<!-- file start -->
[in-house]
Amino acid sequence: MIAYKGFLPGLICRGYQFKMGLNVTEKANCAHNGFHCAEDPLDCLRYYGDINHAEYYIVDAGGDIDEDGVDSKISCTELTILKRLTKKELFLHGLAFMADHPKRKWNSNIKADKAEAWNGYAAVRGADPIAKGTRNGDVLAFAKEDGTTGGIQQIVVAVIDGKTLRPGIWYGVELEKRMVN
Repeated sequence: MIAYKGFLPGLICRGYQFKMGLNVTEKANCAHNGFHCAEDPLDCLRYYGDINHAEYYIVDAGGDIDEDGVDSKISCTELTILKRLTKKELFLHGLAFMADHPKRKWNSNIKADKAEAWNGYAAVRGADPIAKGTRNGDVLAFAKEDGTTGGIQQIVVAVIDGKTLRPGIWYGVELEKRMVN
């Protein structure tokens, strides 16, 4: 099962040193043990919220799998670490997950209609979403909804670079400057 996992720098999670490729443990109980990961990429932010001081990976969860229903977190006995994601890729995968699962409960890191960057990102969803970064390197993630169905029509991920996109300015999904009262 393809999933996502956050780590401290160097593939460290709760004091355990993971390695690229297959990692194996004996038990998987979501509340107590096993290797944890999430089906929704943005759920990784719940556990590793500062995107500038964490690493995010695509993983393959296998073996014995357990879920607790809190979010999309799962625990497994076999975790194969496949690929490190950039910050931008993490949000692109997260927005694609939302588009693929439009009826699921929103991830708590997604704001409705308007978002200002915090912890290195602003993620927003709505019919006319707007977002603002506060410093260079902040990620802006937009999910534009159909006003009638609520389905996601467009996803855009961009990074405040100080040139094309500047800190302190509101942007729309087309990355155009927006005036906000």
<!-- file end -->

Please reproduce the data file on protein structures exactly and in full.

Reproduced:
[in-house]
Amino acid sequence: MIAYKGFLPGLICRGYQFKMGLNVTEKANCAHNGFHCAEDPLDCLRYYGDINHAEYYIVDAGGDIDEDGVDSKISCTELTILKRLTKKELFLHGLAFMADHPKRKWNSNIKADKAEAWNGYAAVRGADPIAKGTRNGDVLAFAKEDGTTGGIQQIVVAVIDGKTLRPGIWYGVELEKRMVN
Repeated sequence: MIAYKGFLPGLICRGYQFKMGLNVTEKANCAHNGFHCAEDPLDCLRYYGDINHAEYYIVDAGGDIDEDGVDSKISCTELTILKRLTKKELFLHGLAFMADHPKRKWNSNIKADKAEAWNGYAAVRGADPIAKGTRNGDVLAFAKEDGTTGGIQQIVVAVIDGKTLRPGIWYGVELEKRMVN
């Protein structure tokens, strides 16, 4: 099962040193043990919220799998670490997950209609979403909804670079400057 996992720098999670490729443990109980990961990429932010001081990976969860229903977190006995994601890729995968699962409960890191960057990102969803970064390197993630169905029509991920996109300015999904009262 393809999933996502956050780590401290160097593939460290709760004091355990993971390695690229297959990692194996004996038990998987979501509340107590096993290797944890999430089906929704943005759920990784719940556990590793500062995107500038964490690493995010695509993983393959296998073996014995357990879920607790809190979010999309799962625990497994076999975790194969496949690929490190950039910050931008993490949000692109997260927005694609939302588009693929439009009826699921929103991830708590997604704001409705308007978002200002915090912890290195602003993620927003709505019919006319707007977002603002506060410093260079902040990620802006937009999910534009159909006003009638609520389905996601467009996803855009961009990074405040100080040139094309500047800190302190509101942007729309087309990355155009927006005036906000």